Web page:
John Samuel Tieman: Mary Borden’s The Forbidden Zone, a near-forgotten masterpiece

Why had I never heard of this writer? A prose and a prosody as muscular and incisive as any of the High Modern icons.

Vox Populi

Recently, PBS aired a documentary marking the hundredth anniversary of the end of World War I. Almost in passing, a memoir by Mary Borden who founded a hospital and served as a nurse, was quoted:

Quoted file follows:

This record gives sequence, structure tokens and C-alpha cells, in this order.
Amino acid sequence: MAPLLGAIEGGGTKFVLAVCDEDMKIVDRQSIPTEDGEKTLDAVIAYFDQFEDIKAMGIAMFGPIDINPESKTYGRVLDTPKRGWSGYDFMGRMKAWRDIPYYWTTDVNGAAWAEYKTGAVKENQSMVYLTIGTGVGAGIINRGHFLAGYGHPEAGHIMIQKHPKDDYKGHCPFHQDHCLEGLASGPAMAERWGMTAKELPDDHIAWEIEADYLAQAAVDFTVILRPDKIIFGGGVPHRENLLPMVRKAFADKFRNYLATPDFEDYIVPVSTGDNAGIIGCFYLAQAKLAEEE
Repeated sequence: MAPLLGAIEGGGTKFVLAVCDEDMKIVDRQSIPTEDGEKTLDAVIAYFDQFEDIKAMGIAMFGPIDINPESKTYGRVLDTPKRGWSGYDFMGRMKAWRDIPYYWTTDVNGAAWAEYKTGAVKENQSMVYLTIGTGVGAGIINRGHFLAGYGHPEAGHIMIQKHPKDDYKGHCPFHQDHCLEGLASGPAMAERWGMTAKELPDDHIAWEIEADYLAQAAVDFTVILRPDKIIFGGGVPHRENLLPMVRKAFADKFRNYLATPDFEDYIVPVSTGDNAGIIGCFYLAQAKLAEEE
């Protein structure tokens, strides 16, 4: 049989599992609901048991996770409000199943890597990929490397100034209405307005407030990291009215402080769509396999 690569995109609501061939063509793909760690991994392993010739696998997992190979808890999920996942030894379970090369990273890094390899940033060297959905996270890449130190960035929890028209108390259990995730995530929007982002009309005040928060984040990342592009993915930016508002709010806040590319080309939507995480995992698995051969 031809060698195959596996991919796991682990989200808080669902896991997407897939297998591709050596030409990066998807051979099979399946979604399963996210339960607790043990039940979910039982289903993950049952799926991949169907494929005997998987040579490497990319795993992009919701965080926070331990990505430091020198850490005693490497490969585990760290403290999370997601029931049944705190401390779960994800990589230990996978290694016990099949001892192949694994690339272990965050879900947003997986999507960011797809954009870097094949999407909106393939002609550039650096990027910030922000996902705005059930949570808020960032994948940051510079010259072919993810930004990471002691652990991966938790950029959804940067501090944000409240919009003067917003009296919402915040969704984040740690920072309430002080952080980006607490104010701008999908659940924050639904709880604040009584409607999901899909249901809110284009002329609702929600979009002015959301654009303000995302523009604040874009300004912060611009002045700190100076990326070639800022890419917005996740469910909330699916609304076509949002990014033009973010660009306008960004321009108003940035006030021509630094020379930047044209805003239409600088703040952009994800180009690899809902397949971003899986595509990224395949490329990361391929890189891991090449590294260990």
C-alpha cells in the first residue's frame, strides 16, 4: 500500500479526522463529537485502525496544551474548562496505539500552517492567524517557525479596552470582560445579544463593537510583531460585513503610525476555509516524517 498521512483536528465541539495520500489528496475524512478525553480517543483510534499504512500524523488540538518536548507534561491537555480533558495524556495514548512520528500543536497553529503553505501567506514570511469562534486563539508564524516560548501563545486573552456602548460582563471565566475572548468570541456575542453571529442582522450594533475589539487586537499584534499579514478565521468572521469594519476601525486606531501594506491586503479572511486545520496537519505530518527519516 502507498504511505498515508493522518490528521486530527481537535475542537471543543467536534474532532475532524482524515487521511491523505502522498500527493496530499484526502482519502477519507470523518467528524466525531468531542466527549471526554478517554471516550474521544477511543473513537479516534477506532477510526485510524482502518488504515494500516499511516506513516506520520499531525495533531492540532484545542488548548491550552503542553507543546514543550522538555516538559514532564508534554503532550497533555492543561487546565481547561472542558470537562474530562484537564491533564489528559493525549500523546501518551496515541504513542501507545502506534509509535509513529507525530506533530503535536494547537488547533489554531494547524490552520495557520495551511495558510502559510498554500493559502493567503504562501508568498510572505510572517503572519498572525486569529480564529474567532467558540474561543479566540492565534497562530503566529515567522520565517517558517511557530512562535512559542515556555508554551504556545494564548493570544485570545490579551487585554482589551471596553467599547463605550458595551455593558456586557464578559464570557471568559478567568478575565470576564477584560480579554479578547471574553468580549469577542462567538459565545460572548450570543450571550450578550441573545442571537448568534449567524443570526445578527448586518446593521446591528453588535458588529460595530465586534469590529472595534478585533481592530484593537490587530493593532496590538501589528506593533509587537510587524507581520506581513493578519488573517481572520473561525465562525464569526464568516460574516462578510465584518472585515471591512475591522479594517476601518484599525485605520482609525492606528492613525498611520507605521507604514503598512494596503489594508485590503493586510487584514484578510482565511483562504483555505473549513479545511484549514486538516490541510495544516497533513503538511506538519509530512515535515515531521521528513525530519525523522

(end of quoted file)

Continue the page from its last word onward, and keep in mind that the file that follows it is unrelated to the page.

There are no men here, so why should I be a woman? There are heads and knees and mangled testicles. There are chests with holes as big as your fist, and pulpy thighs, shapeless; and stumps where legs once were fastened. There are eyes—eyes of sick dogs, sick cats, blind eyes, eyes of delirium; and mouths that cannot articulate; and parts of faces—the nose gone, or the jaw. There are these things, but no men; so how could I be a woman here and not die of it? Sometimes, suddenly, all in an instant, a man looks up at me from the shambles, a man’s eyes signal or a voice calls “Sister! Sister!” Sometimes suddenly a…

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